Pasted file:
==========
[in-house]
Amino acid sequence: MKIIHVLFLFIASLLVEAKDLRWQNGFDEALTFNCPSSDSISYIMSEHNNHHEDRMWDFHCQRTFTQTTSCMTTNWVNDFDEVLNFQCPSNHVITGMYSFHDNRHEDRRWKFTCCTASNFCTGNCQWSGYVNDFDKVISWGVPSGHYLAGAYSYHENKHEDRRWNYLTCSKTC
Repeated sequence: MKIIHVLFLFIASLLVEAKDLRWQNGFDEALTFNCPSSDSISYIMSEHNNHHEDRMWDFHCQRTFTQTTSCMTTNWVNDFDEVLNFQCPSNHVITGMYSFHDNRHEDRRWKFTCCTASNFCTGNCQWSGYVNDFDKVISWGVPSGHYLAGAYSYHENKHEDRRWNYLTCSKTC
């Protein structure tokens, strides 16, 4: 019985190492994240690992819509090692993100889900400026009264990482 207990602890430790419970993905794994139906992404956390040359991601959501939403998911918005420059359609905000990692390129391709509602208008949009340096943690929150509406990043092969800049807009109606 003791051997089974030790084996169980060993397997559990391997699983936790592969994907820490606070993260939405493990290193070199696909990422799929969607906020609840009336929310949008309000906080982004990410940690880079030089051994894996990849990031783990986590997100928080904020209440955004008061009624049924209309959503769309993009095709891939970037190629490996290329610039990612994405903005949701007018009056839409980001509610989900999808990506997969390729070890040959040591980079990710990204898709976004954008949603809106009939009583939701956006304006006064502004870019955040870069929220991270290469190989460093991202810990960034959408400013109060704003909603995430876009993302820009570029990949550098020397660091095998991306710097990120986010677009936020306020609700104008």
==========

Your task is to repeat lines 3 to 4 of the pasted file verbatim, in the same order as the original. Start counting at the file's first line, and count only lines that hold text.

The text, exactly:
Repeated sequence: MKIIHVLFLFIASLLVEAKDLRWQNGFDEALTFNCPSSDSISYIMSEHNNHHEDRMWDFHCQRTFTQTTSCMTTNWVNDFDEVLNFQCPSNHVITGMYSFHDNRHEDRRWKFTCCTASNFCTGNCQWSGYVNDFDKVISWGVPSGHYLAGAYSYHENKHEDRRWNYLTCSKTC
């Protein structure tokens, strides 16, 4: 019985190492994240690992819509090692993100889900400026009264990482 207990602890430790419970993905794994139906992404956390040359991601959501939403998911918005420059359609905000990692390129391709509602208008949009340096943690929150509406990043092969800049807009109606 003791051997089974030790084996169980060993397997559990391997699983936790592969994907820490606070993260939405493990290193070199696909990422799929969607906020609840009336929310949008309000906080982004990410940690880079030089051994894996990849990031783990986590997100928080904020209440955004008061009624049924209309959503769309993009095709891939970037190629490996290329610039990612994405903005949701007018009056839409980001509610989900999808990506997969390729070890040959040591980079990710990204898709976004954008949603809106009939009583939701956006304006006064502004870019955040870069929220991270290469190989460093991202810990960034959408400013109060704003909603995430876009993302820009570029990949550098020397660091095998991306710097990120986010677009936020306020609700104008």